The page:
SDR04 Papers and Presentations
15 November - 18 November 2004
Phoenix, AZ

Paper and Presentation Abstracts

Click on paper title for paper download.

Session 1.1

Iterative Decoding for Differential MIMO systems with Near-Coherent Performance
Kleider, John/X. Ma, S. Gifford, G. Giannakis, B. Lu; GDDS

In this paper we develop multiple antenna space-time decoding techniques that enable very high capacities in mobile wireless systems. The method can be implemented in small form factor handheld software defined radios. We derive a low-complexity iterative decoding scheme based on diagonal or Cayley differential encoders for multi-input multi-output (MIMO) flat-fading channels. We show that our decoding method guarantees full spatial diversity. More importantly, it bridges the gap between differential and coherent receivers. Simulation results corroborate our theoretical analysis.

SDR Enabling Antenna Technologies (presentation)
Faraone, Antonio/C. Di Nallo, G. Bit-Babik; Motorola

Antenna systems that would enable seamless mobility using portable Software Definable Radios include a wide variety of technologies, ranging from multi-band, to tunable, to multiple-input multiple output (MIMO) antenna systems. Depending on the specific SDR application and the expected spectrum coverage, some technologies are more suitable to fulfill performance, size, complexity, and cost requirements. An overview of SDR antenna technologies suitable for mobile-phone form factors is illustrated and several technologies are comparatively analyzed. Multi- band internal antennas such as the Planar Inverted F- Antenna (PIFA) and the Folded Inverted Conformal Antenna (FICA) provide simultaneous coverage of discontinuous communication spectra. Compact antenna components that can be tune d over multi-octave frequency ranges while maintaining good radiated efficiency provide the ability to shrink antenna size while enhancing the ability to cover multiple bands selectively. Multi-antenna structures can provide ways to implement advanced communication features such as diversity or MIMO. Practical approaches for enabling a portable SDR antenna system are outlined.

A suggestion for handling the auxiliary pilot channel for the smart antenna BTS operating
Choi, Seungwon/W. Lee, S. Hyeon ; Hanyang University

Amongst many difficulties in downlink beamforming, it has been known that the problem of channel estimation could be resolved by using the auxiliary pilot channel when the dedicated pilot channel is not defined to each of the subscribers as in CDMA2000 1X signal environment. In this paper, we present a systematic procedure of utilizing the auxiliary pilot channel together with the common pilot and traffic channel. The multipath signal environment is first scrutinized in such a way that the necessary conditions for adopting the auxiliary pilot be analyzed. The performance of the downlink beamforming of a given smart antenna base transceiver station (SA BTS) is shown through the various computer simulations and experimental data which have been obtained from our SA BTS, which has been implemented for the CDMA2000 1X standard. The SA BTS shown in this paper supports all the commercial channels defined in the CDMA2000 1X standard.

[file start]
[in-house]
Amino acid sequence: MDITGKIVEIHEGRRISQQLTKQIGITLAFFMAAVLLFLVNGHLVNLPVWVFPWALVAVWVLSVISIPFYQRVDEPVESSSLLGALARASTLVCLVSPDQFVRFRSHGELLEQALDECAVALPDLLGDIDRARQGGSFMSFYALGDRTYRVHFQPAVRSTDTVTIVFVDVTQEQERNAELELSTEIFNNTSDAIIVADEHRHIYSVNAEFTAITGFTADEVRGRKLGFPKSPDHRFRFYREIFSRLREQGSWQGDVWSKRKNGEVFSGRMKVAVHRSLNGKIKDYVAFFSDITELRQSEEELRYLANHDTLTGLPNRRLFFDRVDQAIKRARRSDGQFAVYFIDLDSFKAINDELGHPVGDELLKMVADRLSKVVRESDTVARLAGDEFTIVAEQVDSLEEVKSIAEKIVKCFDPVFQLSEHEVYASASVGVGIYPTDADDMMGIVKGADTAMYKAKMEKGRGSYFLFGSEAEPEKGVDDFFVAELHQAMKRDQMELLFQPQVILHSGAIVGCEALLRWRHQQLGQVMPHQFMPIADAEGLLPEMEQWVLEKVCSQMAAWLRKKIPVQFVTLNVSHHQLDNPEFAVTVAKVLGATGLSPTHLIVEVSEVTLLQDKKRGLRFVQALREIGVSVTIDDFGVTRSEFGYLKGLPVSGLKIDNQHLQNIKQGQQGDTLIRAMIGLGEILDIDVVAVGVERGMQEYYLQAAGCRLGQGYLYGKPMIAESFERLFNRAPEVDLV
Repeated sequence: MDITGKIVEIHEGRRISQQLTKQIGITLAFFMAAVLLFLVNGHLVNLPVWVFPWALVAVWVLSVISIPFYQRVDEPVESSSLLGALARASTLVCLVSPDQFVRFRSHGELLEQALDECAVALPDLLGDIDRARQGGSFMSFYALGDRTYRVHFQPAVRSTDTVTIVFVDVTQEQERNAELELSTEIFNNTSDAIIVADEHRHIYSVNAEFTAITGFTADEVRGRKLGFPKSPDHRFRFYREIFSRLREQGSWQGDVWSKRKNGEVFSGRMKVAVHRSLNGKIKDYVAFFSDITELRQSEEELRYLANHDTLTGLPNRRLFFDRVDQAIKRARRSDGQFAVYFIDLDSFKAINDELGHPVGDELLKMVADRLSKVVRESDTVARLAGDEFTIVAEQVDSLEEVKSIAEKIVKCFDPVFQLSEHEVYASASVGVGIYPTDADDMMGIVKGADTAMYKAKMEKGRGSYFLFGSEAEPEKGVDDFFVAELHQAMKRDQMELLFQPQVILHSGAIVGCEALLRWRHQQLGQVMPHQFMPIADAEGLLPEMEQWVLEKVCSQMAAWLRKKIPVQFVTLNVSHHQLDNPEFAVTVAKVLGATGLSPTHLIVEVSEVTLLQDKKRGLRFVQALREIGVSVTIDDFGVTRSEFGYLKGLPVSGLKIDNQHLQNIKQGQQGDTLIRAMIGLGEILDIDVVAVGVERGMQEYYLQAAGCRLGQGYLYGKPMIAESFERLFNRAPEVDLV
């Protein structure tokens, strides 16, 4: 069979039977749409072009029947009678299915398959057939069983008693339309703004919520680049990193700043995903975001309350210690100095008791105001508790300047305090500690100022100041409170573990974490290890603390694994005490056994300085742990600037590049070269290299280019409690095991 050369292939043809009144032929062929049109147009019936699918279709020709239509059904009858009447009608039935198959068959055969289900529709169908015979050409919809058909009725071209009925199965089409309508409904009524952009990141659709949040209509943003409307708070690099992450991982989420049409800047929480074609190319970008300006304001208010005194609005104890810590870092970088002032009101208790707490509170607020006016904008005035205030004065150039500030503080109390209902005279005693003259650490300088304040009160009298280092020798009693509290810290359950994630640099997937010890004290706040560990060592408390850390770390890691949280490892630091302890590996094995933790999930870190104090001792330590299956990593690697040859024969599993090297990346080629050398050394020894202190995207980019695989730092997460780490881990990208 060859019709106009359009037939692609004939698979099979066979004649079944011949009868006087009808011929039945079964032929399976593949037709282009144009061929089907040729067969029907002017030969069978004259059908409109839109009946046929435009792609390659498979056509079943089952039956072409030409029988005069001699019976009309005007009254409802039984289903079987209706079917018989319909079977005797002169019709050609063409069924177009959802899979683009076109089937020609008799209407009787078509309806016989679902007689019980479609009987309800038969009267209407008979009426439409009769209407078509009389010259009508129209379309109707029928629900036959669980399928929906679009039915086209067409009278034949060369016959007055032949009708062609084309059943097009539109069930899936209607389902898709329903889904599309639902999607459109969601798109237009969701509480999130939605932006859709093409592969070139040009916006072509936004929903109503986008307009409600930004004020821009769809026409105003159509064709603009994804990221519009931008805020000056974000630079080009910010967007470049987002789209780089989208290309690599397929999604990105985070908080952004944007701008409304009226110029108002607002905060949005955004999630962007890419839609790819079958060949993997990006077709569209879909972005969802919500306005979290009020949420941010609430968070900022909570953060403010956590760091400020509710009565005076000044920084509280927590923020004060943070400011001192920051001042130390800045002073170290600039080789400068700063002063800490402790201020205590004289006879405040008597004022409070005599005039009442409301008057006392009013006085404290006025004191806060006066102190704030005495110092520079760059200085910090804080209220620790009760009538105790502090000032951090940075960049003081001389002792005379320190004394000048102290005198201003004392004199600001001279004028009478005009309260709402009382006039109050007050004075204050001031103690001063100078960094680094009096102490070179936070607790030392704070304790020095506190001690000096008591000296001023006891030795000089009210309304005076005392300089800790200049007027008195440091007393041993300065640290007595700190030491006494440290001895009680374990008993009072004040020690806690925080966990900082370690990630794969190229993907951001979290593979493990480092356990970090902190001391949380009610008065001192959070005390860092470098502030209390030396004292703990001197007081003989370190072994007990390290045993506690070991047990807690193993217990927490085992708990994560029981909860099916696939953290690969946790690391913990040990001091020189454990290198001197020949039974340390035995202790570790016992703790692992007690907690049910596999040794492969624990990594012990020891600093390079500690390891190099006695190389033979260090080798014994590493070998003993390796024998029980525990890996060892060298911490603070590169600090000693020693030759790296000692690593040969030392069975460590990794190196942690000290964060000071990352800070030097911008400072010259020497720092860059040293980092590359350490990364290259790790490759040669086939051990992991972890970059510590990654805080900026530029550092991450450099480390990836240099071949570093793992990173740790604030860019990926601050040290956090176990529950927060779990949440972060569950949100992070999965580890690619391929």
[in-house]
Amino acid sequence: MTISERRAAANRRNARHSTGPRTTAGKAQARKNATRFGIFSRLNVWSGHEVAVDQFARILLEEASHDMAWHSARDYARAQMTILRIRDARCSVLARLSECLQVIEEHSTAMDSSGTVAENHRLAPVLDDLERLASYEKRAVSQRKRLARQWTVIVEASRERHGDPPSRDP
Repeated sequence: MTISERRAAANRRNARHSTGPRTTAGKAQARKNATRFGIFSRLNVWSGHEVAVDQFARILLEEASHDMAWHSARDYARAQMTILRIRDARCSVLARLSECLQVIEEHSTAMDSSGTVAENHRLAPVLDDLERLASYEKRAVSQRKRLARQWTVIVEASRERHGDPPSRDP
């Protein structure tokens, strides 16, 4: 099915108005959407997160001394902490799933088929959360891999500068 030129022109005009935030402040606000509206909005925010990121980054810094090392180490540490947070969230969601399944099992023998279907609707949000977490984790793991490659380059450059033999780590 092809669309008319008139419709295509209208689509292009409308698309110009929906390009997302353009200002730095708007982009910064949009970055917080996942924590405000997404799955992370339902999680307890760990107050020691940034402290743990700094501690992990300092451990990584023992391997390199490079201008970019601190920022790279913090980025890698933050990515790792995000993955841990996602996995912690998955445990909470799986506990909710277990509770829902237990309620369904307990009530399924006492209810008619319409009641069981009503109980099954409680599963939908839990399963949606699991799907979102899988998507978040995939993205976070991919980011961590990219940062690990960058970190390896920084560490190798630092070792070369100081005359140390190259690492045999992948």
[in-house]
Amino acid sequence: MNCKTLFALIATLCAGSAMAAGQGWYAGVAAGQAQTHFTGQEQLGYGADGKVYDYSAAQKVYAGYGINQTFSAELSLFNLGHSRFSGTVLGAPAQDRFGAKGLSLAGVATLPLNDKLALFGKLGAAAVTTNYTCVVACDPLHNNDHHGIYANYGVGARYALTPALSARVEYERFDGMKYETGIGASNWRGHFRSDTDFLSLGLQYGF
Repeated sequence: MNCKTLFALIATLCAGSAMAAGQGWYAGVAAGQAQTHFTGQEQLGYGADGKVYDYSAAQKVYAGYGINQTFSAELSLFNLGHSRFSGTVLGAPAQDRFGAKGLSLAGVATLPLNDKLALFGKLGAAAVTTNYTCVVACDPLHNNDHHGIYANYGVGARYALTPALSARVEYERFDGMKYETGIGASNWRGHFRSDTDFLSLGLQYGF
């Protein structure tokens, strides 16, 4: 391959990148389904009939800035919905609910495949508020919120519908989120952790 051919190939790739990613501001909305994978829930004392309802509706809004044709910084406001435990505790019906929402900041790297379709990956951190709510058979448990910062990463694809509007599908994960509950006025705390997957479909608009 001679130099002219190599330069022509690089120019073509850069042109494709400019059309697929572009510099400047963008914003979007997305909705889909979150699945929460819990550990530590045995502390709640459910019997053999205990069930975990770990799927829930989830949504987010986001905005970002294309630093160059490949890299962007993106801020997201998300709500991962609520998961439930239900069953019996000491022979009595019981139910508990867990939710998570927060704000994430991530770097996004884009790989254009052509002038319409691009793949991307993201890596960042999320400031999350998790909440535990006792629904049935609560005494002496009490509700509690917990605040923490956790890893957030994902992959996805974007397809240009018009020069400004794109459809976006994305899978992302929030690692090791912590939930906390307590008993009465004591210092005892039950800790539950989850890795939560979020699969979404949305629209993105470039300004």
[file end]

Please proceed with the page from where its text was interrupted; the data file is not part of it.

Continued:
Reconfigurable Antenna Processing with Matrix Decomposition using FPGA based Application (presentation)
Fitton, M.P./S.Perry, R.Jackson; Altera

The flexibility of FPGAs makes them ideal for application within Software Defined Radio (SDR). In this contribution, the implementation of Application Specific Integrated Processors (ASIP) is demonstrated on the FPGA, specifically targeting QR matrix decomposition. The ASIP comprises a number of functional units, controlled by a simple processor and associated program, and dedicated for one or more specific algorithms or operations. SDR Reconfiguration simply requires modification of the program of the ASIP, without full or partial reconfiguration of the device to meet different requirements. QR Decomposition based RLS (QRD-RLS) is suitable for a wide variety of wireless applications, including antenna processing and amplifier digital predistortion. Using the ASIP approach, it is possible to trade off size and performance to reach the optimum architecture for a particular set of requirements.

Session 1.2

Gedae: A Tool for Implementing Software Radio on Heterogeneous Systems
Steed, James/W. Lundgren, K. Barnes; Gedae